By ALLEN G. BREED, Associated Press Writer
[11:00 am CST]
NEW ORLEANS - Thousands of National Guardsmen with food, water and weapons streamed into Louisiana on Friday to bring relief to New Orleans' suffering multitudes and put down the looting and violence. "The cavalry is and will continue to arrive," said one general.
The assurances came amid blistering criticism from the mayor and others who said the federal government had bungled the relief effort and let people die in the streets for lack of food, water or medicine.
In Washington, President Bush admitted "the results are not acceptable" and pledged to bolster the relief efforts with a personal trip to the Gulf Coast on Friday.
"We'll get on top of this situation," he said before setting out, "and we're going to help the people that need help."
Earlier Friday, an explosion at a warehouse rocked a wide area of New Orleans before daybreak and jolted residents awake, lighting up the sky and sending a pillar of acrid gray smoke over a ruined city awash in perhaps thousands of corpses, under siege from looters, and seething with anger and resentment.
A second large fire erupted downtown in an old retail building in a dry section of Canal Street.
There were no immediate reports of injuries. But the fires deepened the sense of total collapse in the city since Hurricane Katrina slammed ashore Monday morning.
The explosion took place along the Mississippi River about 15 blocks from the French Quarter. It was about two miles from both the Louisiana Superdome and the New Orleans Convention Center, the two spots where tens of thousands of hungry, desperate and hostile refugees awaited buses to deliver them from their misery. The cause of the blast was under investigation.
Lt. Gen. Steven Blum of the National Guard said 7,000 National Guardsmen arriving in Louisiana on Friday would be dedicated to restoring order in New Orleans. He said half of them had just returned from assignments overseas and are "highly proficient in the use of lethal force." He pledged to "put down" the violence "in a quick and efficient manner."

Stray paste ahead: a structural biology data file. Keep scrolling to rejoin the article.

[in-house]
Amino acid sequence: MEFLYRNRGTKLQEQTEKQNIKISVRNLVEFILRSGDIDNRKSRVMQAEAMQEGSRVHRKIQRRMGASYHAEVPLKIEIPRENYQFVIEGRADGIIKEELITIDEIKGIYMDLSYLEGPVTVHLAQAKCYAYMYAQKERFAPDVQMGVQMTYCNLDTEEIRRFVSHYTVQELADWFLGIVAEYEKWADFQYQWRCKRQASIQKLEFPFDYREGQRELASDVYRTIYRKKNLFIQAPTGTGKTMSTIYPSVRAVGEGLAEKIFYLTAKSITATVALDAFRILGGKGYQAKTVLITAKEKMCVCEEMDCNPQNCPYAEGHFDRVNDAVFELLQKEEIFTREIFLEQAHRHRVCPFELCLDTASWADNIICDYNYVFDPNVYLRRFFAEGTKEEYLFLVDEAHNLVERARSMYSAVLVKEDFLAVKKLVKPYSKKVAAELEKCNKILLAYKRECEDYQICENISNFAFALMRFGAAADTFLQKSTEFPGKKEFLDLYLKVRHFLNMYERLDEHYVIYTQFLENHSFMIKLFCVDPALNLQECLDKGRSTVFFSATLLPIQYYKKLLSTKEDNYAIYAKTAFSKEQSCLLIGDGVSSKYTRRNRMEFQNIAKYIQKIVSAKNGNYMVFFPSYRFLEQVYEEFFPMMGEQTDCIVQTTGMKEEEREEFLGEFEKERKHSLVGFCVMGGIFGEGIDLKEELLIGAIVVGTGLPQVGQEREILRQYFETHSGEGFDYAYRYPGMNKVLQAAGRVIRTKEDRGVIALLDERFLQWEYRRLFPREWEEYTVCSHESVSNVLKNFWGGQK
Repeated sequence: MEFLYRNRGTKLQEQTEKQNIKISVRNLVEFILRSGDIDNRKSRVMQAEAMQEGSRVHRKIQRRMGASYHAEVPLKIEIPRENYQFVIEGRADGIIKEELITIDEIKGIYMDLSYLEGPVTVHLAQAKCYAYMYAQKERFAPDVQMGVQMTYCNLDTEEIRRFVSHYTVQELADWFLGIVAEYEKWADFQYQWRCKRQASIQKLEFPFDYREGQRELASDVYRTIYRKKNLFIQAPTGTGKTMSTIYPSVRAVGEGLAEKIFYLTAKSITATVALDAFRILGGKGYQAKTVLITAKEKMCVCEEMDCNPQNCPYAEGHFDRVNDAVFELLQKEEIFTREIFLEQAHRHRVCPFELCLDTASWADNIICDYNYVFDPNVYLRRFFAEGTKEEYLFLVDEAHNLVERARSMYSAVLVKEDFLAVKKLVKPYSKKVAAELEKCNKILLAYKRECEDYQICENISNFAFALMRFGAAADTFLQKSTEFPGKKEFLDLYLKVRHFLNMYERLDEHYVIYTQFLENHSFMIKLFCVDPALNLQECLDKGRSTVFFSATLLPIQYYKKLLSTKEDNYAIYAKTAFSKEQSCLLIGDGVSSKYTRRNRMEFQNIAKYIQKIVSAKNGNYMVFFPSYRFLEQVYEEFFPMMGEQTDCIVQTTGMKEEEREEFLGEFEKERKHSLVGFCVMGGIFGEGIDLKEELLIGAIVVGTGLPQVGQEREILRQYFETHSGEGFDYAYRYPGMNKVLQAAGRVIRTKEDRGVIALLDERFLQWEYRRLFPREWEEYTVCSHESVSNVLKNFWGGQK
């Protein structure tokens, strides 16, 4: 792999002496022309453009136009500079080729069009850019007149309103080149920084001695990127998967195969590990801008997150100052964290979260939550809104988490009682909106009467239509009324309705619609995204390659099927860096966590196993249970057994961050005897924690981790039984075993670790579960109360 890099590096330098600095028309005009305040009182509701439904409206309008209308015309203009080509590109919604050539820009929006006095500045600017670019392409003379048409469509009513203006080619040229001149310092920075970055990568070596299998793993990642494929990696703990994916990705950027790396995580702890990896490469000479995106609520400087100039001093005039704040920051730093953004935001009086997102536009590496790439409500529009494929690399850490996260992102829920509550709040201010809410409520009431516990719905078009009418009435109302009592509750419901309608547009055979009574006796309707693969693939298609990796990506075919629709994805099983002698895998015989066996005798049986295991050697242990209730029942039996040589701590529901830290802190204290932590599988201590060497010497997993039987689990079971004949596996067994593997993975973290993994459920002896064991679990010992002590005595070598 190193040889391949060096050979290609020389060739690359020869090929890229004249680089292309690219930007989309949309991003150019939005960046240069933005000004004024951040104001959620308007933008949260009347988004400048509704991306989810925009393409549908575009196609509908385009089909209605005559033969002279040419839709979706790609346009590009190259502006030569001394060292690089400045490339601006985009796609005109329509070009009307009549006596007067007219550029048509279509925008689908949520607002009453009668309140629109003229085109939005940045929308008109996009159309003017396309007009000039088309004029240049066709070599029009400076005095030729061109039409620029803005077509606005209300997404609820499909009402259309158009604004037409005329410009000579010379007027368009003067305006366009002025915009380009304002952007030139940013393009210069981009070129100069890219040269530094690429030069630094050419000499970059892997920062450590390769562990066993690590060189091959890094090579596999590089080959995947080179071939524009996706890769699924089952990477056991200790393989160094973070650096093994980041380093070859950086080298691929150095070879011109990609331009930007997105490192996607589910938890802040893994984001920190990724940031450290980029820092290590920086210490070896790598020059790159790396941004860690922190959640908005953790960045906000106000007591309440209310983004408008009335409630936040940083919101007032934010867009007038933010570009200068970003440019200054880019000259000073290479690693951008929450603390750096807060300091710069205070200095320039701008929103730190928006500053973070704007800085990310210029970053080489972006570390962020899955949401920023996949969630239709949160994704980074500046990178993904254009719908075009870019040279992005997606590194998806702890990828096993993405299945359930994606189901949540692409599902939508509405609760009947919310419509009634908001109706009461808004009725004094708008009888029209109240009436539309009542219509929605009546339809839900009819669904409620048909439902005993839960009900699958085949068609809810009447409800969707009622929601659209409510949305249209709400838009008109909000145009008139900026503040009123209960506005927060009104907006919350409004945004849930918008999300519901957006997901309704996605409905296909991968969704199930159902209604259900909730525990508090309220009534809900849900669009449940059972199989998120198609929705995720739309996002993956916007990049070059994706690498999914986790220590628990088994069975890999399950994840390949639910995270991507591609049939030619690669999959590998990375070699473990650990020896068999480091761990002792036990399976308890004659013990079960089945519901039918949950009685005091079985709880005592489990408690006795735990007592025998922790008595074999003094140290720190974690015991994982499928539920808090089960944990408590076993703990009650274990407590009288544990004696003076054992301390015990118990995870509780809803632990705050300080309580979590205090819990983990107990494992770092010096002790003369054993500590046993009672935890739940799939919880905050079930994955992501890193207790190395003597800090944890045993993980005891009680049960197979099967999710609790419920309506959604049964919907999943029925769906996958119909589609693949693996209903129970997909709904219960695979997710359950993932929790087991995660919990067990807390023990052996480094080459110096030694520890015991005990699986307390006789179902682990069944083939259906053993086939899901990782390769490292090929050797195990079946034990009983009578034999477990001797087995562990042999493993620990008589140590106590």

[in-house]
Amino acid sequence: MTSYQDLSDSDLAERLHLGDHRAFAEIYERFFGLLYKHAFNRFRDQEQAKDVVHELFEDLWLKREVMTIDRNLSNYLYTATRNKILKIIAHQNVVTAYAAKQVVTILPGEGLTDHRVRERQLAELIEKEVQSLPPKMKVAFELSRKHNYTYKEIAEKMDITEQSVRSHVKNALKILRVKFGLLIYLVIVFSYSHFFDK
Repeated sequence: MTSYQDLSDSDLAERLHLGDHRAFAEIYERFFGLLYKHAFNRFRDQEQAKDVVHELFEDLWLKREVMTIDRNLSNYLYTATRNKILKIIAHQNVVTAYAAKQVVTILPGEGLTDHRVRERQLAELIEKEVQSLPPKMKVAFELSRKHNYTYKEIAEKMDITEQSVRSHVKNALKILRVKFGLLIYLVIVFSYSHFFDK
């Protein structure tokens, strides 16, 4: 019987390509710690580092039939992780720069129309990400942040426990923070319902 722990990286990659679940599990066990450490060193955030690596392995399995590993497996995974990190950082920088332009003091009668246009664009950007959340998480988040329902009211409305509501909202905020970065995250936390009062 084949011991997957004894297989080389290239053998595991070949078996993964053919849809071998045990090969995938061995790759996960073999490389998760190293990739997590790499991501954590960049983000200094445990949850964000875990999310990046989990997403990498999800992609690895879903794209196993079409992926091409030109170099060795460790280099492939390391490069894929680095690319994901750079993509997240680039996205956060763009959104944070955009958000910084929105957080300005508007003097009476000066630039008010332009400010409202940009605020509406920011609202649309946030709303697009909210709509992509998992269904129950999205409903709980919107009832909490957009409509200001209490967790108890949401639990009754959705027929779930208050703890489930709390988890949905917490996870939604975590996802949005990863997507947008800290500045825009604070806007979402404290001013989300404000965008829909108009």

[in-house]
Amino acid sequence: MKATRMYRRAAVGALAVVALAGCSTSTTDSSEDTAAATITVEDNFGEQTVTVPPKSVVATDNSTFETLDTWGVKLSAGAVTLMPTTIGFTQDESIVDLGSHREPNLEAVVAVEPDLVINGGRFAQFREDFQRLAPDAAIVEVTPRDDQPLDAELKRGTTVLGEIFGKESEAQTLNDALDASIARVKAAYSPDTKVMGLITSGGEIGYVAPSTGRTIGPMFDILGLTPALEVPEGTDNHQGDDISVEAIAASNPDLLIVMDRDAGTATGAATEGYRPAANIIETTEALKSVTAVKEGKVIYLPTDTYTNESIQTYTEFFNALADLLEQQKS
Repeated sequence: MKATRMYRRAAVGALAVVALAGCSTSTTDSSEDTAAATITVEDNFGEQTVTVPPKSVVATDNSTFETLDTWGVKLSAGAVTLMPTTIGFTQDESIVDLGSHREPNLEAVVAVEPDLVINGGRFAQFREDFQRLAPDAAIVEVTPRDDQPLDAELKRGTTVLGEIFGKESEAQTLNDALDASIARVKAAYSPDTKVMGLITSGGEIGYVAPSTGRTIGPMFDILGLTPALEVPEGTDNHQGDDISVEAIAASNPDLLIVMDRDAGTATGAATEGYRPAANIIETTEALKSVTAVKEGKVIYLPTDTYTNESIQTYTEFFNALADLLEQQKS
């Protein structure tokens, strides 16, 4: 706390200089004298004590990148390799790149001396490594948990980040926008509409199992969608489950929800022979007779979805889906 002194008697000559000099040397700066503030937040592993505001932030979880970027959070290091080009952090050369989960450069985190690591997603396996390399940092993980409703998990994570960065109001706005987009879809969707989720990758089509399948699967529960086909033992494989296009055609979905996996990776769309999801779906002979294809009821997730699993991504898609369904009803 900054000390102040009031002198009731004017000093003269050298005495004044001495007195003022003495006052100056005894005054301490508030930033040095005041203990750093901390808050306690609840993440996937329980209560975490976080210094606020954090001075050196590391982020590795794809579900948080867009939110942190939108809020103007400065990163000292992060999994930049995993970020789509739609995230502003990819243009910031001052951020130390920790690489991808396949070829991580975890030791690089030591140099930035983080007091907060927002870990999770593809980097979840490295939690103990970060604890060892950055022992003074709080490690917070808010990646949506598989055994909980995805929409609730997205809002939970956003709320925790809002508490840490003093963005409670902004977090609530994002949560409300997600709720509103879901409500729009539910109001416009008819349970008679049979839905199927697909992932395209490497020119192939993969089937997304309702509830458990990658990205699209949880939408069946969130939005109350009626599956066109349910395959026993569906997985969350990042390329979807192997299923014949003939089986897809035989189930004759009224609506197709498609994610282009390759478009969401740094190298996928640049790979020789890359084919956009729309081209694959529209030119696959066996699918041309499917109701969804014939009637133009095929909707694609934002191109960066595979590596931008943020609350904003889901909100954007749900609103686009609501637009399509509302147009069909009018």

"But they are coming here to save Louisiana citizens. The only thing we are attacking is the effects of this hurricane," he said. Blum said that a huge airlift of supplies was landing Friday and that it signaled "the cavalry is and will continue to arrive."
As he left the White House for his visit to the devastated area, Bush said 600 newly arrived military police officers would be sent to the convention center to secure the site so that food and medicine could get there.
City officials have accused the government — namely the Federal Emergency Management Agency — of responding sluggishly.
"Get off your asses and let's do something," Mayor Ray Nagin told WWL-AM Thursday night in a rambling interview in which he cursed, yelled and ultimately burst into tears. At one point he said: "Excuse my French — everybody in America — but I am pissed."
Across the city, law and order broke down. Police officers turned in their badges. Rescuers, law officers and medical-evacuation helicopters were shot at by storm victims. Fistfights and fires broke out Thursday at the hot and stinking Superdome as thousands of people waited in misery to board buses for the Houston Astrodome. Corpses lay out in the open in wheelchairs and in bedsheets. The looting continued.
Gov. Kathleen Blanco called the looters "hoodlums" and issued a warning to lawbreakers: Hundreds of National Guardsmen hardened on the battlefield in Iraq have landed in New Orleans.
"They have M-16s and they're locked and loaded," she said. "These troops know how to shoot and kill, and they are more than willing to do so, and I expect they will."
At the Superdome, group of refugees broke through a line of heavily armed National Guardsmen in a scramble to get on to the buses. And about 15,000 to 20,000 people who had taken shelter at the convention center grew ever more hostile after waiting for buses for days amid the filth and the dead, including at least seven bodies scattered outside the building.
Police Chief Eddie Compass said there was such a crush around a squad of 88 officers that they retreated when they went in to check out reports of assaults.
"We have individuals who are getting raped, we have individuals who are getting beaten," Compass said. "Tourists are walking in that direction and they are getting preyed upon."